Hello, my name is Zach Shahan, and I have a problem. I’m a political nut. More seriously, I’ll admit that I’m strongly drawn to politics, follow policy & politics closely … [Read full article]
People complain about Big Oil controlling our government, slowing climate action, killing clean air policies (and, thus, countless humans), brainwashing the public through the mass media, and doing all-around shitty … [Read full article]
The UK government is planning to begin banning the sale of all diesel- and petrol/gas-powered cars from 2040 onwards, according to a recent announcement. The move means that consumers wishing … [Read full article]
It was with a great degree of curiosity that we explored EV charging experiences and needs by type of EV and region for our latest EV report. What’s the story for Tesla drivers, non-Tesla fully electric car drivers, and plug-in hybrid drivers? What’s the story for Americans vs Europeans? We already covered the desire and demand for fast charging and superfast charging in a previous section, but we dive much more into other charging matters here. Jump down below the line for the results.
One of the more interesting things for me in our annual EV surveys is how much people want various special features — auto lane change, all-wheel drive, superfast charging, fast charging, etc. The extra fun in our new 93-page electric car driver report is that we got these responses segmented by type of EV and region. Jump down below the line for the results.
How much range do people need? Various studies have jumped into this topic, but I don’t recall seeing anyone survey electric car drivers themselves. So, in our new 93-page electric car driver report, we asked different types of EV drivers across two continents what their range requirements and expectations were for their next EVs.
Even that title looks like a looming disaster for Audi. It’s like when Lionel Messi takes on several opponents at once as if that would make it fair … but then humiliates them all.
I gave a presentation in March in Amsterdam (Holland) at EV-Box’s first annual rEVolution summit. When creating my presentation, I decided to dive into a theme that I’ve been increasingly compelled to present on — how do you communicate electric transport to “outsiders” in the most effective way?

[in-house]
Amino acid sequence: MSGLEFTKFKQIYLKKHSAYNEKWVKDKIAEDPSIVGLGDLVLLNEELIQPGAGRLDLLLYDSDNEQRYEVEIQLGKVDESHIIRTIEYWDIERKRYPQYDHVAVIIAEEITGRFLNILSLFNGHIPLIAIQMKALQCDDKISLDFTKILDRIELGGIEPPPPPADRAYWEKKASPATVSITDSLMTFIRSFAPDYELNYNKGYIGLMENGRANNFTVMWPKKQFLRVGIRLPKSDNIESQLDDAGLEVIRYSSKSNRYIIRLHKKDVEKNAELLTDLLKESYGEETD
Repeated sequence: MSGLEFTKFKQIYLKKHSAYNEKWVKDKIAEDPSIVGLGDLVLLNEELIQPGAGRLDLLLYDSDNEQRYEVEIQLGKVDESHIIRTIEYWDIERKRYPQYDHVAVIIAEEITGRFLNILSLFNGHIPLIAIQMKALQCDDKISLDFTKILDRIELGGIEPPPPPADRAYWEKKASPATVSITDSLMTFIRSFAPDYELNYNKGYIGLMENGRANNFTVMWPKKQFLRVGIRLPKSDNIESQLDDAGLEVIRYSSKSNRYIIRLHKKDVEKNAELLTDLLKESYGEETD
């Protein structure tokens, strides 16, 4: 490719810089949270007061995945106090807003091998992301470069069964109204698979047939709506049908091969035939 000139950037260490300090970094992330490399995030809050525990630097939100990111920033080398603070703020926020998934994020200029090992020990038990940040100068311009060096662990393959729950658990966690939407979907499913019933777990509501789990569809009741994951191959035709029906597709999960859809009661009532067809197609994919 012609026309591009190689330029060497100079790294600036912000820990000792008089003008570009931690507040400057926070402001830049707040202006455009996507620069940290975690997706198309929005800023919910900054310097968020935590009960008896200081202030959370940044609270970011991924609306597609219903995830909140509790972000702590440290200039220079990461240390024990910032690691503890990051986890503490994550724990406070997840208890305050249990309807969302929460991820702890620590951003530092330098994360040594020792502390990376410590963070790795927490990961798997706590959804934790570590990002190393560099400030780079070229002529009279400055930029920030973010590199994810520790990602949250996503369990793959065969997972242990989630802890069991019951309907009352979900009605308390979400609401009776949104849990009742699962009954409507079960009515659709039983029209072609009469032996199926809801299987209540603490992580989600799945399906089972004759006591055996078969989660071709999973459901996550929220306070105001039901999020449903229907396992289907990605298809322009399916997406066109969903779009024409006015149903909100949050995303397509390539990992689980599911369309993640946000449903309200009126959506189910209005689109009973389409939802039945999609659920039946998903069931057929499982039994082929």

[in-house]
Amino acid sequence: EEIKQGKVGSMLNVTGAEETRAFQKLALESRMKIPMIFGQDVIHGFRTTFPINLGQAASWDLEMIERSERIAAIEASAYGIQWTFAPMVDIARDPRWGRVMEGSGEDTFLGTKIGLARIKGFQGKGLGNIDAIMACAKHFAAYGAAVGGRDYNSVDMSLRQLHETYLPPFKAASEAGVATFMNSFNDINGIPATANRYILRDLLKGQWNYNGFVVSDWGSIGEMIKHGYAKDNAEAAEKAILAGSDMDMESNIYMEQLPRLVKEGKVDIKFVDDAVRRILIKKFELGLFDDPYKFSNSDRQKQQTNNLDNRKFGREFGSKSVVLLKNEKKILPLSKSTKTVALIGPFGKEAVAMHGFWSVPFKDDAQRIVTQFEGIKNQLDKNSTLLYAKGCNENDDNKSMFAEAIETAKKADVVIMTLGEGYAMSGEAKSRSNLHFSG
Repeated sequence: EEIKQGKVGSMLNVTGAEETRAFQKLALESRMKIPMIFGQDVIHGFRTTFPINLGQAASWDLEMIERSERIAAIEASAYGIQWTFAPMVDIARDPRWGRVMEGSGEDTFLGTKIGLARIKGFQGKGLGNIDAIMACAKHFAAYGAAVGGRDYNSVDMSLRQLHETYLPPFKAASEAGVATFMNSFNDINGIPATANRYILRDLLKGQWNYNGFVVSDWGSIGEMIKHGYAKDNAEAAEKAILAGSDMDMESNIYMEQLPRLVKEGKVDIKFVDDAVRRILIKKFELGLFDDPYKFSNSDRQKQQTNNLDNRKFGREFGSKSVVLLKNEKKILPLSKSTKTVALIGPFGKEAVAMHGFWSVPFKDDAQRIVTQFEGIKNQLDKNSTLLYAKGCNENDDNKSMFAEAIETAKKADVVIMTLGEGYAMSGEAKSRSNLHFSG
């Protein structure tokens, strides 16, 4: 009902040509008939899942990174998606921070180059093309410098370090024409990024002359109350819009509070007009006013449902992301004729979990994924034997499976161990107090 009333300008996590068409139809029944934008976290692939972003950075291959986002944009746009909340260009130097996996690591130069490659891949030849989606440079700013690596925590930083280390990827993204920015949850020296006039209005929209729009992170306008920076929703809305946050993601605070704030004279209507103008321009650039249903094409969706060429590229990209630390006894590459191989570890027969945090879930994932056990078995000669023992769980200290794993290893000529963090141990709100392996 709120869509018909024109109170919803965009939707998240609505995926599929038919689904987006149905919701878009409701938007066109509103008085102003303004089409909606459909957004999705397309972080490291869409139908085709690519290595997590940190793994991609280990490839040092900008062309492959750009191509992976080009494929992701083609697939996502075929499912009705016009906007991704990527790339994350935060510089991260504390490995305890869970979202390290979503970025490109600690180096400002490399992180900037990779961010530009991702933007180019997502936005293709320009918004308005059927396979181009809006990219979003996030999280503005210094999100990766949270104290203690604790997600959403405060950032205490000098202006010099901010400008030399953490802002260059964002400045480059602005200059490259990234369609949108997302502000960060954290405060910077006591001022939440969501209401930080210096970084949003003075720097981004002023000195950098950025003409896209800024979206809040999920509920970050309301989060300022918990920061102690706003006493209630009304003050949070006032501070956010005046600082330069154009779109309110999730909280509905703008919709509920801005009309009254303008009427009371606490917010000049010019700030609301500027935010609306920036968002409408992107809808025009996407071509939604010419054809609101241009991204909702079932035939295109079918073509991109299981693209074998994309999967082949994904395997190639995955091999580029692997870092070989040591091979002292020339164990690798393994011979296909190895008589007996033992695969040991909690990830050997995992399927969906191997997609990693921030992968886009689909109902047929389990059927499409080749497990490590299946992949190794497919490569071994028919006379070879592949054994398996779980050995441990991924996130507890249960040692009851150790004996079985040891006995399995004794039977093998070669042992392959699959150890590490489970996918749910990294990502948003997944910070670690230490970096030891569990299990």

CleanTechnica surveyed more than 2,000 electric car drivers in 26 European countries, 49 of 50 US states, and 9 Canadian provinces to find out what early electric car adopters require and desire from their next electric cars and from EV charging networks. Basically, we asked questions we were very eager to see answers to.
With over 100,000 reservations logged in under 24 hours — before the car was even unveiled — it doesn’t take six polls to uncover which electric car tops the list of “expected next EV model.” Nonetheless, the Tesla Model 3 didn’t single-handedly account for the majority of answers for that question, and seeing the precise “future car” split according to 6 six very different EV-driving groups is fascinating.
Last week, we published CleanTechnica’s new, 93-page electric car and driver report. For the report, we surveyed over 2,000 electric car drivers living in 28 countries (26 European countries, 49 of 50 US states, and 9 Canadian provinces). Generally speaking, we wanted to find out what early electric car adopters require and desire from their next electric cars and from EV charging networks, as well as what EV life is like so far for them.
One of the challenges of the current EV market is extreme lack of choice. There are only a few widely available models, and even if you look in the most popular markets (California, Norway, etc.), EV models only account for a small percentage of all the vehicle classes. We were curious which classes were most desired for future EV purchases and again polled respondents on this topic (simply in regards to size and style, not taking into account price).
CleanTechnica’s next Cleantech Revolution Tour is approaching, and it is packed with EV and clean energy leaders from around Europe.